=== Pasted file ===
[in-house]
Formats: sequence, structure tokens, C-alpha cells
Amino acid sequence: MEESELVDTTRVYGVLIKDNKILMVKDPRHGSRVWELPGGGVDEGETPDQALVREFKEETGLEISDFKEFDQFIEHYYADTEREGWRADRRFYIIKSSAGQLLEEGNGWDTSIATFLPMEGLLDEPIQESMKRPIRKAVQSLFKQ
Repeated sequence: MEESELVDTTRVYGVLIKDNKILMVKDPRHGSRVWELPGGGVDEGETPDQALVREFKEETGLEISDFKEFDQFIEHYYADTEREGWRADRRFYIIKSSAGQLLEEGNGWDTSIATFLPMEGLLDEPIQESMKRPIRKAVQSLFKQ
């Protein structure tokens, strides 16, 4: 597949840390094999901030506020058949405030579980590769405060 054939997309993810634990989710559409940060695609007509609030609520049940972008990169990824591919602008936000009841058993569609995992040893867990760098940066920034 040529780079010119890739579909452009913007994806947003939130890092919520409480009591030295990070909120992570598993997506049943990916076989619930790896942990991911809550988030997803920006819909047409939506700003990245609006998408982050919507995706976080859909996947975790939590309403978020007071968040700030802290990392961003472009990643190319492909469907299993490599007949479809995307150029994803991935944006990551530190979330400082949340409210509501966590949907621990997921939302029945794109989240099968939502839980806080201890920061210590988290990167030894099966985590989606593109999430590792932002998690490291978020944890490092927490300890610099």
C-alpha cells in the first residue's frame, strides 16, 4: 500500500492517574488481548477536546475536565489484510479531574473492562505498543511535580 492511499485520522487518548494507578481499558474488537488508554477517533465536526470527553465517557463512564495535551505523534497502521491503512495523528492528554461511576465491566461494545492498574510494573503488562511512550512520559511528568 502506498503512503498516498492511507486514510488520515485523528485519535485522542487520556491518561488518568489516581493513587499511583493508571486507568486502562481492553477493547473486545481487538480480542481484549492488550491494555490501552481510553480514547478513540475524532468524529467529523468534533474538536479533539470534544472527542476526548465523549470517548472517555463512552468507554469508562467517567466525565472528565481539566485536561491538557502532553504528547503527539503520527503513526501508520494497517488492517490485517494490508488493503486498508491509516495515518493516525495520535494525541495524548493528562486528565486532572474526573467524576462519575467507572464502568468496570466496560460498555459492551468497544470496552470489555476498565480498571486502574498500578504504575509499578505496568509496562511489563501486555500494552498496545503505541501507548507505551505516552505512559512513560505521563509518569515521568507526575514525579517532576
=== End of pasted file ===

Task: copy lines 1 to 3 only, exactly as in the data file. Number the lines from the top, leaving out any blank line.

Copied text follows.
[in-house]
Formats: sequence, structure tokens, C-alpha cells
Amino acid sequence: MEESELVDTTRVYGVLIKDNKILMVKDPRHGSRVWELPGGGVDEGETPDQALVREFKEETGLEISDFKEFDQFIEHYYADTEREGWRADRRFYIIKSSAGQLLEEGNGWDTSIATFLPMEGLLDEPIQESMKRPIRKAVQSLFKQ